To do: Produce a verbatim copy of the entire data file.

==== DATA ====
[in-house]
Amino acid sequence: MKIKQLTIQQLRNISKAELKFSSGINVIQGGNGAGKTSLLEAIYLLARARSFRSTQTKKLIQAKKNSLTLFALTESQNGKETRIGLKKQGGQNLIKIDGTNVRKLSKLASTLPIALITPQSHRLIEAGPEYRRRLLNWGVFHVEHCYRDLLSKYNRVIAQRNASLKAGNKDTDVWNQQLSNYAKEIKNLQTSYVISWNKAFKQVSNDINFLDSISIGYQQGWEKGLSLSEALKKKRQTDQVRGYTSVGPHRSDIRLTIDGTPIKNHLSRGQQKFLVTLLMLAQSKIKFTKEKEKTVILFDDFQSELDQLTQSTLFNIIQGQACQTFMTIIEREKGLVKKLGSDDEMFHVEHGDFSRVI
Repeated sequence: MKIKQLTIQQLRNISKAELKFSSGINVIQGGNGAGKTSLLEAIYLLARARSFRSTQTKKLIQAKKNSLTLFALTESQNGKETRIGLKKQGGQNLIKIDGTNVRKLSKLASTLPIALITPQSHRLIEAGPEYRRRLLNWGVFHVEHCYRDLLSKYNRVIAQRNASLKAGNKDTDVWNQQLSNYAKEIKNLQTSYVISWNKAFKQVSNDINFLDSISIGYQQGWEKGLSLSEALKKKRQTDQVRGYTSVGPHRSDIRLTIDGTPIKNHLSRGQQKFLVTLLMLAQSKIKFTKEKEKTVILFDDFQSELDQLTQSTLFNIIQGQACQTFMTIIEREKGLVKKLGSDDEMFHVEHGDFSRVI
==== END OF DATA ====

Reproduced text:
[in-house]
Amino acid sequence: MKIKQLTIQQLRNISKAELKFSSGINVIQGGNGAGKTSLLEAIYLLARARSFRSTQTKKLIQAKKNSLTLFALTESQNGKETRIGLKKQGGQNLIKIDGTNVRKLSKLASTLPIALITPQSHRLIEAGPEYRRRLLNWGVFHVEHCYRDLLSKYNRVIAQRNASLKAGNKDTDVWNQQLSNYAKEIKNLQTSYVISWNKAFKQVSNDINFLDSISIGYQQGWEKGLSLSEALKKKRQTDQVRGYTSVGPHRSDIRLTIDGTPIKNHLSRGQQKFLVTLLMLAQSKIKFTKEKEKTVILFDDFQSELDQLTQSTLFNIIQGQACQTFMTIIEREKGLVKKLGSDDEMFHVEHGDFSRVI
Repeated sequence: MKIKQLTIQQLRNISKAELKFSSGINVIQGGNGAGKTSLLEAIYLLARARSFRSTQTKKLIQAKKNSLTLFALTESQNGKETRIGLKKQGGQNLIKIDGTNVRKLSKLASTLPIALITPQSHRLIEAGPEYRRRLLNWGVFHVEHCYRDLLSKYNRVIAQRNASLKAGNKDTDVWNQQLSNYAKEIKNLQTSYVISWNKAFKQVSNDINFLDSISIGYQQGWEKGLSLSEALKKKRQTDQVRGYTSVGPHRSDIRLTIDGTPIKNHLSRGQQKFLVTLLMLAQSKIKFTKEKEKTVILFDDFQSELDQLTQSTLFNIIQGQACQTFMTIIEREKGLVKKLGSDDEMFHVEHGDFSRVI